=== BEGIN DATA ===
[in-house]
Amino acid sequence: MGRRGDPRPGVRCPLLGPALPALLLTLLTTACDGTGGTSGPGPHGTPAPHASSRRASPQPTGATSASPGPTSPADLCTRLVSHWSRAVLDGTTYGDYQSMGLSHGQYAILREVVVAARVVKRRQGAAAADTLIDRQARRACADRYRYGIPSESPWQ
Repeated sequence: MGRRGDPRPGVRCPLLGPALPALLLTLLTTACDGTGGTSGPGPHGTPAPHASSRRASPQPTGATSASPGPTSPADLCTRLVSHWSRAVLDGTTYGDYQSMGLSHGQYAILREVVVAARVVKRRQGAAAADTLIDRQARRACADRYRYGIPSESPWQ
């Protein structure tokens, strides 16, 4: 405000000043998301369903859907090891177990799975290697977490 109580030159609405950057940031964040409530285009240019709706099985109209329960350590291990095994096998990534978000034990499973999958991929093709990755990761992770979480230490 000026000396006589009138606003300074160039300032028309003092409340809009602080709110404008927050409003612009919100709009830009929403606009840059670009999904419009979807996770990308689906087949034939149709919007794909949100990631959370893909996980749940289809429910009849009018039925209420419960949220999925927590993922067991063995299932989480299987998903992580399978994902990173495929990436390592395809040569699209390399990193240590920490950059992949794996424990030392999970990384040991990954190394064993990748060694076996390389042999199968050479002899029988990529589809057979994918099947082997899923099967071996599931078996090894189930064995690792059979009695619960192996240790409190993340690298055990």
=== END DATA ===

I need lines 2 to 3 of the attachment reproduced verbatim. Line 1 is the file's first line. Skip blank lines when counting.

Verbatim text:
Amino acid sequence: MGRRGDPRPGVRCPLLGPALPALLLTLLTTACDGTGGTSGPGPHGTPAPHASSRRASPQPTGATSASPGPTSPADLCTRLVSHWSRAVLDGTTYGDYQSMGLSHGQYAILREVVVAARVVKRRQGAAAADTLIDRQARRACADRYRYGIPSESPWQ
Repeated sequence: MGRRGDPRPGVRCPLLGPALPALLLTLLTTACDGTGGTSGPGPHGTPAPHASSRRASPQPTGATSASPGPTSPADLCTRLVSHWSRAVLDGTTYGDYQSMGLSHGQYAILREVVVAARVVKRRQGAAAADTLIDRQARRACADRYRYGIPSESPWQ